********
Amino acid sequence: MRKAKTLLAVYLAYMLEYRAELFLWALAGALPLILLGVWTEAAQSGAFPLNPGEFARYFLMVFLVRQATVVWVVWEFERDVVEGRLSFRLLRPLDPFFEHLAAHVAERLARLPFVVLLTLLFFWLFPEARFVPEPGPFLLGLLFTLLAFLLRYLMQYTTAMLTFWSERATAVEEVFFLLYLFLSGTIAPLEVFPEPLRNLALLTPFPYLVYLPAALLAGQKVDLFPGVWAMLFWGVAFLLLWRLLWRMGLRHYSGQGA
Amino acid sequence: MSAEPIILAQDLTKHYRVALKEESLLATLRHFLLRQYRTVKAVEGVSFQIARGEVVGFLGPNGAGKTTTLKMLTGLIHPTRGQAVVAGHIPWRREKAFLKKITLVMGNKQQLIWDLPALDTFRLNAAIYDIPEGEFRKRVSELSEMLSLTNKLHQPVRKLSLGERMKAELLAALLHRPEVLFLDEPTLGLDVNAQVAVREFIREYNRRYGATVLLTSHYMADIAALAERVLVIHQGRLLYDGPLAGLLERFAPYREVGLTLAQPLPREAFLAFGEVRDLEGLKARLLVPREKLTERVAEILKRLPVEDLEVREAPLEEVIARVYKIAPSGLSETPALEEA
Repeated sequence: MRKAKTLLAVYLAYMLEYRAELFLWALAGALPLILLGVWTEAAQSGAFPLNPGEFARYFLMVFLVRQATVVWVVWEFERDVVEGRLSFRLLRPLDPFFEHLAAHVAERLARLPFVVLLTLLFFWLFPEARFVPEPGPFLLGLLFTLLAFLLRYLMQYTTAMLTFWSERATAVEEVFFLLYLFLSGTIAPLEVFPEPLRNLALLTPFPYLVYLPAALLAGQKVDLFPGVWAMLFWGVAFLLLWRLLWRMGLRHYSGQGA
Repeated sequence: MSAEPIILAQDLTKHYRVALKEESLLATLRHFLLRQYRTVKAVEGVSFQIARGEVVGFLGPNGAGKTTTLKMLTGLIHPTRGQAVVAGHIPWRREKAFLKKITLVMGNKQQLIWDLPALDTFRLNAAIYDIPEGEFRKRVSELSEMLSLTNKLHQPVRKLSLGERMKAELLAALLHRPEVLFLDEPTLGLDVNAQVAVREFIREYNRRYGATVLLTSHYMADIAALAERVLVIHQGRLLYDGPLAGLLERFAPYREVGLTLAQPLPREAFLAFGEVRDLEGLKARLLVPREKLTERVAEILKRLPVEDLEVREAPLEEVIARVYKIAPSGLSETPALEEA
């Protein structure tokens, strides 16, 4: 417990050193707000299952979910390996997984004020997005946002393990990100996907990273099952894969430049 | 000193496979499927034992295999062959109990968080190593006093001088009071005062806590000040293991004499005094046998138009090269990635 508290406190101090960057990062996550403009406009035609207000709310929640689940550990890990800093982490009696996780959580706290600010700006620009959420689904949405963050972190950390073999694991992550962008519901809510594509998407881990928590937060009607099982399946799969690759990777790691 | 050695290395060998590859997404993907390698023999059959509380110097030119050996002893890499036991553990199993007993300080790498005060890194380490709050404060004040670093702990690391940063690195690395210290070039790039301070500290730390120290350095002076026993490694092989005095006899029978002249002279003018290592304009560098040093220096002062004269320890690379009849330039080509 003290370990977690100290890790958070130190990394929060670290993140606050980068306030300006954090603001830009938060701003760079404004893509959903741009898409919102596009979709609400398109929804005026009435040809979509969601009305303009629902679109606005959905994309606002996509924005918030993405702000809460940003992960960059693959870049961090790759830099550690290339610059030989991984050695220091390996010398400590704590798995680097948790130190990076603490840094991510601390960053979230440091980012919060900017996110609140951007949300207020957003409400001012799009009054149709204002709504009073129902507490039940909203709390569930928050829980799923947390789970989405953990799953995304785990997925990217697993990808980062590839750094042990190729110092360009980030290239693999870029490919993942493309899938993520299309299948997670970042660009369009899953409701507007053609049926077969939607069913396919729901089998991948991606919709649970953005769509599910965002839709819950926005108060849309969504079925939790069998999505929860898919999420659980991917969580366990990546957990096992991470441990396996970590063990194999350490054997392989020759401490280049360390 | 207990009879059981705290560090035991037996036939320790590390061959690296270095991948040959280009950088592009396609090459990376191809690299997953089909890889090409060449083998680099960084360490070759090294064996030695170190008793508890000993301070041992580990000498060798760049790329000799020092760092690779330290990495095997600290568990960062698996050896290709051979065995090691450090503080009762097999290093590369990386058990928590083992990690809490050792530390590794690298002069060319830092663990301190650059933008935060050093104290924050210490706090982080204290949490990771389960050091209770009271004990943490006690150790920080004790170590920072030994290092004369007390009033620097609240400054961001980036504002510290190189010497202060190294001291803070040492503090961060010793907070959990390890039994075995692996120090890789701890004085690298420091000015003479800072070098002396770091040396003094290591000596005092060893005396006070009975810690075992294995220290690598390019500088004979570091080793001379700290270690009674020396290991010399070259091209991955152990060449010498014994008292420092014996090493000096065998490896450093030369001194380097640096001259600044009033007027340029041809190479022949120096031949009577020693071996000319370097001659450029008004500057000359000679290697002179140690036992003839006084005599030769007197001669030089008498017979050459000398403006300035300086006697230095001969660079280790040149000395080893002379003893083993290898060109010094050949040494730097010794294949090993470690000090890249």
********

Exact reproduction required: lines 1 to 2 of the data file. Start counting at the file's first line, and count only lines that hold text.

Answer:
Amino acid sequence: MRKAKTLLAVYLAYMLEYRAELFLWALAGALPLILLGVWTEAAQSGAFPLNPGEFARYFLMVFLVRQATVVWVVWEFERDVVEGRLSFRLLRPLDPFFEHLAAHVAERLARLPFVVLLTLLFFWLFPEARFVPEPGPFLLGLLFTLLAFLLRYLMQYTTAMLTFWSERATAVEEVFFLLYLFLSGTIAPLEVFPEPLRNLALLTPFPYLVYLPAALLAGQKVDLFPGVWAMLFWGVAFLLLWRLLWRMGLRHYSGQGA
Amino acid sequence: MSAEPIILAQDLTKHYRVALKEESLLATLRHFLLRQYRTVKAVEGVSFQIARGEVVGFLGPNGAGKTTTLKMLTGLIHPTRGQAVVAGHIPWRREKAFLKKITLVMGNKQQLIWDLPALDTFRLNAAIYDIPEGEFRKRVSELSEMLSLTNKLHQPVRKLSLGERMKAELLAALLHRPEVLFLDEPTLGLDVNAQVAVREFIREYNRRYGATVLLTSHYMADIAALAERVLVIHQGRLLYDGPLAGLLERFAPYREVGLTLAQPLPREAFLAFGEVRDLEGLKARLLVPREKLTERVAEILKRLPVEDLEVREAPLEEVIARVYKIAPSGLSETPALEEA